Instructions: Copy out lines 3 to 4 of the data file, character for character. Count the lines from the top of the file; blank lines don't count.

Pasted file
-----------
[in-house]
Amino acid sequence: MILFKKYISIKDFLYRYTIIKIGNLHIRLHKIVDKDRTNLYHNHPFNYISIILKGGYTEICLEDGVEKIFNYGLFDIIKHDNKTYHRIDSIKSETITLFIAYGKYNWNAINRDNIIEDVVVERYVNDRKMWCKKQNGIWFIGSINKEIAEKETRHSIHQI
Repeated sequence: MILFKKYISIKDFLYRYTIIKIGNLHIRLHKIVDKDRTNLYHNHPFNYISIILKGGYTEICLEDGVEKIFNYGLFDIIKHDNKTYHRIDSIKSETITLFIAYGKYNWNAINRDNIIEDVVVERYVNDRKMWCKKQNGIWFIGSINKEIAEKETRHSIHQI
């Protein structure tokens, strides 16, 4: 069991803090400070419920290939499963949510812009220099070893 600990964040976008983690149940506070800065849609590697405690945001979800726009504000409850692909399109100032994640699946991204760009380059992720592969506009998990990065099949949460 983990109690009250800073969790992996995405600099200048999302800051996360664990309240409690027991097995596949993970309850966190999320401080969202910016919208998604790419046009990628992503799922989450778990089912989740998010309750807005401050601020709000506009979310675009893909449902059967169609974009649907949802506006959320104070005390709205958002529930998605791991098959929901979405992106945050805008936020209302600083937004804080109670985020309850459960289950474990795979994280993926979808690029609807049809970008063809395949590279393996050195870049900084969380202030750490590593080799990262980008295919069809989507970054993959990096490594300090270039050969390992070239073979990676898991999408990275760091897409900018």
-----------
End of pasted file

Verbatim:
Repeated sequence: MILFKKYISIKDFLYRYTIIKIGNLHIRLHKIVDKDRTNLYHNHPFNYISIILKGGYTEICLEDGVEKIFNYGLFDIIKHDNKTYHRIDSIKSETITLFIAYGKYNWNAINRDNIIEDVVVERYVNDRKMWCKKQNGIWFIGSINKEIAEKETRHSIHQI
């Protein structure tokens, strides 16, 4: 069991803090400070419920290939499963949510812009220099070893 600990964040976008983690149940506070800065849609590697405690945001979800726009504000409850692909399109100032994640699946991204760009380059992720592969506009998990990065099949949460 983990109690009250800073969790992996995405600099200048999302800051996360664990309240409690027991097995596949993970309850966190999320401080969202910016919208998604790419046009990628992503799922989450778990089912989740998010309750807005401050601020709000506009979310675009893909449902059967169609974009649907949802506006959320104070005390709205958002529930998605791991098959929901979405992106945050805008936020209302600083937004804080109670985020309850459960289950474990795979994280993926979808690029609807049809970008063809395949590279393996050195870049900084969380202030750490590593080799990262980008295919069809989507970054993959990096490594300090270039050969390992070239073979990676898991999408990275760091897409900018």